Who by Fire

When the peleton crossed the starting line of the Tour de France at 3 a.m. on 28 June 1914, the start of the race was signalled by the waving of a flag. So began the 12th edition of the world’s most famous bicycle race.  The Belgian rider Philippe Thys retained the title he had won the previous year, by a margin of 1 minute and 40 seconds from Henri Pelissier.  Thys would have to wait until the 14th edition of the race in 1920 to win his third Tour.  Incidentally, he is the first rider to have been awarded the winner’s Yellow Jersey; it was introduced that year.

As the riders set of on their 5380km stage race  that morning , who among them would have guessed that the assassination of Arch Duke Franz Ferdinand, the heir to the  Austro-Hungarian empire, later that day would plunge the country into a war the proportions of which had never been seen before.

Three Tour winners were among the dead of the Western Front: Lucien Petit-Breton (1907, 1908),  the Luxembourger François Faber (1909), and Octave Lapize (1910).

Here is a picture of François Faber.  He was killed  fighting for the French at Carency, near Arras on 9 May 1915, aged 28.  He was posthumously awarded the mèdaille militaire.

On Wednesday evening the Jewish New Year (5771) begins.  This is not the equivalent of December 31/January1.  It is the hour of reckoning.  It is when, the Almighty does the Accounts and decides who will be spared for another year, and who will die, and how.  The Synagogue services are long, and the prayers sodden with foreboding for me.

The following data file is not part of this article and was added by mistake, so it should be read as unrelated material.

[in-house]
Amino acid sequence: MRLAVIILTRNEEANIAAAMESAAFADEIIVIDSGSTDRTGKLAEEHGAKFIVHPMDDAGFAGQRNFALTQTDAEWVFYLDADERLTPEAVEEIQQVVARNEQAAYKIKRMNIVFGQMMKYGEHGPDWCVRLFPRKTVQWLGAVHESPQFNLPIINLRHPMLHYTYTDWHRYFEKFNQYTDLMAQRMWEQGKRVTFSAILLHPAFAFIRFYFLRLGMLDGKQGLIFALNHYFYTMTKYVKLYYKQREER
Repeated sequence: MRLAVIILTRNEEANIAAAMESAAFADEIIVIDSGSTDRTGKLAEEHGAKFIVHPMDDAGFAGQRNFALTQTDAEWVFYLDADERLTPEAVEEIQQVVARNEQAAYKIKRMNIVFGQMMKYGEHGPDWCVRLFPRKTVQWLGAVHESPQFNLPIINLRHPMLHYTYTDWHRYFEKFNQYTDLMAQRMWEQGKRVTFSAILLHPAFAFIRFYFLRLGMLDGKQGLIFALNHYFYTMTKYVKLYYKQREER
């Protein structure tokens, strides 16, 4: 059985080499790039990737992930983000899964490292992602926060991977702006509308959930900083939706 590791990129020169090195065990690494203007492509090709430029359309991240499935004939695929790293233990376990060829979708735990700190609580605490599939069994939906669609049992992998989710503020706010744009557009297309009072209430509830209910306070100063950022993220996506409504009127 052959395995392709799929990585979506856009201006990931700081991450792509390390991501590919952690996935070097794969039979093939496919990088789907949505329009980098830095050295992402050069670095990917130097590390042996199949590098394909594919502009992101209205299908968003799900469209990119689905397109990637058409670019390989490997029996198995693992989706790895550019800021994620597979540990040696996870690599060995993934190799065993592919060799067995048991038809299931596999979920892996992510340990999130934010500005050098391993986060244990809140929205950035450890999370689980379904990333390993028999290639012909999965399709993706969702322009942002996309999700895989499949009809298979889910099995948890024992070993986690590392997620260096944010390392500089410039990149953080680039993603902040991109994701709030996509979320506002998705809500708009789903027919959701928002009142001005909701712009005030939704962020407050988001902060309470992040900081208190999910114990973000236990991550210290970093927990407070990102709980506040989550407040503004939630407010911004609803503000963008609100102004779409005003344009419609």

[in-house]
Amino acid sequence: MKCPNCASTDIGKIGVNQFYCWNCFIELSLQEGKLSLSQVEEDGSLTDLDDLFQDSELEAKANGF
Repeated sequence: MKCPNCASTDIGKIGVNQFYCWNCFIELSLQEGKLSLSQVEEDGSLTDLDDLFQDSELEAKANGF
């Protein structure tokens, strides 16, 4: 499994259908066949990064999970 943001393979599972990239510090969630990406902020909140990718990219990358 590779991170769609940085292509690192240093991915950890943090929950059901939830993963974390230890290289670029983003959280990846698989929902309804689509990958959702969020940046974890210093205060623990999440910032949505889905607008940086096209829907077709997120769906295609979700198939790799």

‘who by water, who by fire, who by sword, who by beast, who by famine, who by thirst, who by storm, who by plague, who by strangulation, and who by stoning.  Who will rest and who will wander, who will live in harmony and who will be harried, who will enjoy tranquillity and who will suffer, who will be impoverished and who will be enriched, who will be degraded and who will be exalted.’

As you can see, Hogmanay it is not.  The following ten days leading up to the Day of Atonement are known as the Days of Repentance.  No Santa Claus, no bank holidays, no sales, no turkey sandwiches.

But for all that it is a chance to start afresh, put things right with people you’ve wronged, and turn over a new leaf, just as the seasons change.

And there’s honey cake.

For reasons outside the remit of this blog to explain, Rosh Hashana , the Jewish New Year, is a two day holiday.  The Talmud teaches, however, that it should be treated as a single day, and one should sleep as little as possible.  What sort of impression  on a judge would a defendant dozing in the dock make, after all?

I’ll sign off this time with some seasonal lyrics.

G’mar chasima tova – a sweet new year to you all.

Who by Fire

And who by fire, who by water,
who in the sunshine, who in the night time,
who by high ordeal, who by common trial,
who in your merry merry month of may,
who by very slow decay,
and who shall I say is calling?
And who in her lonely slip, who by barbiturate,
who in these realms of love, who by something blunt,
and who by avalanche, who by powder,
who for his greed, who for his hunger,
and who shall I say is calling?

And who by brave assent, who by accident,
who in solitude, who in this mirror,
who by his lady’s command, who by his own hand,
who in mortal chains, who in power,
and who shall I say is calling?

Leonard Cohen

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